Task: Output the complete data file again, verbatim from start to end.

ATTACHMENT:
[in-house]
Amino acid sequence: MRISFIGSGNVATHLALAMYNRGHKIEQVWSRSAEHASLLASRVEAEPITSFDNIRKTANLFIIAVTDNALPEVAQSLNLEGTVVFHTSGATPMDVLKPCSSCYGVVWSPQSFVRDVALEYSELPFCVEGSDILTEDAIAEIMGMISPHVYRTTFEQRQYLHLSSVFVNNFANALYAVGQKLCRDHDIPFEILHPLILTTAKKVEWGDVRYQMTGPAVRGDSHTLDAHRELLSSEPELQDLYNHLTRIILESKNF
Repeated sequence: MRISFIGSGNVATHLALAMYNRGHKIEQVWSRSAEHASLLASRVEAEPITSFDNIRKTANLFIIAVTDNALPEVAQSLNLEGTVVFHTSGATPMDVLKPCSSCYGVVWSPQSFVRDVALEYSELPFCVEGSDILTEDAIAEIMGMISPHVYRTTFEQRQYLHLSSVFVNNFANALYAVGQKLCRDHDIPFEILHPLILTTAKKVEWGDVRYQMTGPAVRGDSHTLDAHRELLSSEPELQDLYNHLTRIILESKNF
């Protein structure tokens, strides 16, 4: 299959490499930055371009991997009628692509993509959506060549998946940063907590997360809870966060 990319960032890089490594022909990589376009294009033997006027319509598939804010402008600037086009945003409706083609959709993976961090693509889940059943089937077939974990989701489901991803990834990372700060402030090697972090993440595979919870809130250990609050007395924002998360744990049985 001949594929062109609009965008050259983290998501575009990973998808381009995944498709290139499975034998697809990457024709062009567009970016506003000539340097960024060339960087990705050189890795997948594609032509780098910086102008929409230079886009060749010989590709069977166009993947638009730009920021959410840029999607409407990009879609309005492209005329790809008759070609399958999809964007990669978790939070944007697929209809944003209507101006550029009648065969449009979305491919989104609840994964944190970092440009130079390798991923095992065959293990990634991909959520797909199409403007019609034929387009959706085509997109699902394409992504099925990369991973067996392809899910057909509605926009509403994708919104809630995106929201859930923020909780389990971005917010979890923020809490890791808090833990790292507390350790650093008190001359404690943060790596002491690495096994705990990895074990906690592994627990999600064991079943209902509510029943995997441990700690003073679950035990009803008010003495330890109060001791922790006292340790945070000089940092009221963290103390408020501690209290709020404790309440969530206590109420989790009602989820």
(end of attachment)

[in-house]
Amino acid sequence: MRISFIGSGNVATHLALAMYNRGHKIEQVWSRSAEHASLLASRVEAEPITSFDNIRKTANLFIIAVTDNALPEVAQSLNLEGTVVFHTSGATPMDVLKPCSSCYGVVWSPQSFVRDVALEYSELPFCVEGSDILTEDAIAEIMGMISPHVYRTTFEQRQYLHLSSVFVNNFANALYAVGQKLCRDHDIPFEILHPLILTTAKKVEWGDVRYQMTGPAVRGDSHTLDAHRELLSSEPELQDLYNHLTRIILESKNF
Repeated sequence: MRISFIGSGNVATHLALAMYNRGHKIEQVWSRSAEHASLLASRVEAEPITSFDNIRKTANLFIIAVTDNALPEVAQSLNLEGTVVFHTSGATPMDVLKPCSSCYGVVWSPQSFVRDVALEYSELPFCVEGSDILTEDAIAEIMGMISPHVYRTTFEQRQYLHLSSVFVNNFANALYAVGQKLCRDHDIPFEILHPLILTTAKKVEWGDVRYQMTGPAVRGDSHTLDAHRELLSSEPELQDLYNHLTRIILESKNF
């Protein structure tokens, strides 16, 4: 299959490499930055371009991997009628692509993509959506060549998946940063907590997360809870966060 990319960032890089490594022909990589376009294009033997006027319509598939804010402008600037086009945003409706083609959709993976961090693509889940059943089937077939974990989701489901991803990834990372700060402030090697972090993440595979919870809130250990609050007395924002998360744990049985 001949594929062109609009965008050259983290998501575009990973998808381009995944498709290139499975034998697809990457024709062009567009970016506003000539340097960024060339960087990705050189890795997948594609032509780098910086102008929409230079886009060749010989590709069977166009993947638009730009920021959410840029999607409407990009879609309005492209005329790809008759070609399958999809964007990669978790939070944007697929209809944003209507101006550029009648065969449009979305491919989104609840994964944190970092440009130079390798991923095992065959293990990634991909959520797909199409403007019609034929387009959706085509997109699902394409992504099925990369991973067996392809899910057909509605926009509403994708919104809630995106929201859930923020909780389990971005917010979890923020809490890791808090833990790292507390350790650093008190001359404690943060790596002491690495096994705990990895074990906690592994627990999600064991079943209902509510029943995997441990700690003073679950035990009803008010003495330890109060001791922790006292340790945070000089940092009221963290103390408020501690209290709020404790309440969530206590109420989790009602989820």